Keen wilderness explorers and campers should always be kitted out with the right gear when they head out on their latest trip. It doesn’t matter if it’s a simple camping trip in the woods or an expedition into the mountains, without the right equipment and a survival kit to hand, you’re asking for trouble right from the start.
Experienced explorers like Bear Grylls have helped develop a range of pro-gear for explorers to purchase before their travels, and if somebody like that is highlighting a need for a survival kit, it’s time to sit up and take notice.
The question that many newbie explorers might have is: What are the essential tools needed for a sufficient survival kit? This does change depending on the level of exploration that you are going on, e.g. chances of extreme weather and the length of the trip, but the essentials are all pretty much the same, and include:
This is an essential tool because there are so many uses for a knife and if you don’t have one to hand, you’re going to be struggling to keep simple tasks simple and you could potential waste a lot of time chasing one down or finding alternative ways to cut ropes, protect yourself from wildlife (for the more adventurous and dangerous trips), opening packages and cutting anything that would usually cut by scissors. Your knife should be sharp and kept on you at all times, for safety and to ensure you don’t lose it.
Such as the BCB 550 Paracord, with a breaking strain 8-core survival military Paracord, is an essential tool for any type of camping trip. It can be used as a rope for climbing, a hoist for passing bags and other items up and/or down mountain faces, making grips on walking sticks and other uses in and around your camp. It can also be used to help create an emergency shelter if need be. It could be the difference between keeping you safe and dry if the heavy weather comes in. You should also get your hands on a Paracord bracelet.
How many times have you seen or heard of a story where somebody has found themselves suffering from dehydration because of a lack of water. Humans need this to survive, so it makes sense to have as many methods of drinking water to hand as possible. This can be in the form of water bottles or hydration systems that can be built-in to your packs or camping jackets. You should also look to have at least 20 litres of water at your camping site for emergency use, and to prevent you from having to keep searching for more.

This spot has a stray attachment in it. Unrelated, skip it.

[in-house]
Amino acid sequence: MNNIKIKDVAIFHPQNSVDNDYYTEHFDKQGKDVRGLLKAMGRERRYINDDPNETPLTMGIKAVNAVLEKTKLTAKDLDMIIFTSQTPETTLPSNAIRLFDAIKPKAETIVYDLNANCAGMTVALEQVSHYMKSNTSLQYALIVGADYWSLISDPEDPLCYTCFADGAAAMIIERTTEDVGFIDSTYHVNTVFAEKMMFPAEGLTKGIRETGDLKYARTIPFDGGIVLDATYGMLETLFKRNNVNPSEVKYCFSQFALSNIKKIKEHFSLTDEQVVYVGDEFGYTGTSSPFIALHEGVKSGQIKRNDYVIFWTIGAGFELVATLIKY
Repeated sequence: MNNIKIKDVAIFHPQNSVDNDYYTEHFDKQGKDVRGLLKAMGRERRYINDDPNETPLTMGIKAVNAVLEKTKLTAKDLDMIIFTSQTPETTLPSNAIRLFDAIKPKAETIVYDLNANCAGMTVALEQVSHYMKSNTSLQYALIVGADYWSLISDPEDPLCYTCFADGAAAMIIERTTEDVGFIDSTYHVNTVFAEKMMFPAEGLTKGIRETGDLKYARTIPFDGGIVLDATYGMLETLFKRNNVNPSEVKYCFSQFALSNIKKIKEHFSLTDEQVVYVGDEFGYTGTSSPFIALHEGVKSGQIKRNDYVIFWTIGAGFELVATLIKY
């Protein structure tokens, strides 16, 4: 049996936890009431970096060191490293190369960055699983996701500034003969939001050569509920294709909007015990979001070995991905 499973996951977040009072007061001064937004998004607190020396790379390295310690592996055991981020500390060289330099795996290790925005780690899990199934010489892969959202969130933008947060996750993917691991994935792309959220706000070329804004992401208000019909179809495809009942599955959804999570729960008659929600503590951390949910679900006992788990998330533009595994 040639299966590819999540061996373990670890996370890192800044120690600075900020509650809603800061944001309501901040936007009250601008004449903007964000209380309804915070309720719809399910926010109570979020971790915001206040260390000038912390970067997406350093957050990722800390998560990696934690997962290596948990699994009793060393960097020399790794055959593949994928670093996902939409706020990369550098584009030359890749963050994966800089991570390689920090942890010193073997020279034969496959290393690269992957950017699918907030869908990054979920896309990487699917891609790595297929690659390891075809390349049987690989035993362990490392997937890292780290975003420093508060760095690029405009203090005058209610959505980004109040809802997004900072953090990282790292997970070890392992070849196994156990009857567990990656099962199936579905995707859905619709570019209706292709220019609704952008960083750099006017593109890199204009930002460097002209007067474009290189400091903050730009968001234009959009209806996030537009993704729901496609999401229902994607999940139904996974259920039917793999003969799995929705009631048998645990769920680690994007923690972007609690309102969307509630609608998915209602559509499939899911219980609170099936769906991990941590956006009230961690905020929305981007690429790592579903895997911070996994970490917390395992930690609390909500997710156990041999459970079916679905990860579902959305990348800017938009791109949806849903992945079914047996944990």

Whether you’re disappearing into a mountain for weeks or having a one night trip, a first aid kit is an essential part of any survival kit. From deep heat for muscle aches to bandages and plasters for cuts, sprains and breakages, any medical problem should be dealt with at the earliest opportunity, before any emergency services come and take over. In the wilderness, it could be a matter of life and death, and in the least dangerous scenario, it takes away the inconvenience and discomfort associated with small wounds and other ailments that could ruin your trip and bring it to a dissatisfying end.
Whistles and Signals
In an age where communication is as simple as picking up a smartphone, it’s easy to forget that in the wilderness, or even in some rural areas, it’s impossible to reach out to emergency services, friends and family. In this instance, a whistle and other forms of signalling equipment are essential, as you can let your whereabouts be known at any time of the day or night by sound or light. In the most extreme cases, an S.O.S from a flashlight or signal mirror could flag your whereabouts to a helicopter or other form of transport, and without it, you might struggle to be found, which in a medical emergency could mean life or death.
Map and Compass
What use are a map and compass if you don’t know how to use them? You need to know exactly where you are at any given moment, and have the skills available to be able to navigate to and from your camp without getting lost and taking unnecessary detours to find help or civilisation.
As well as these tools, your survival kit should include plenty of clothes (including hats, gloves and waterproof gear) to keep you warm and dry and prevent any discomfort from settling in. If you follow these guidelines, you should be able to create a great survival kit and be prepared for any type of adventure.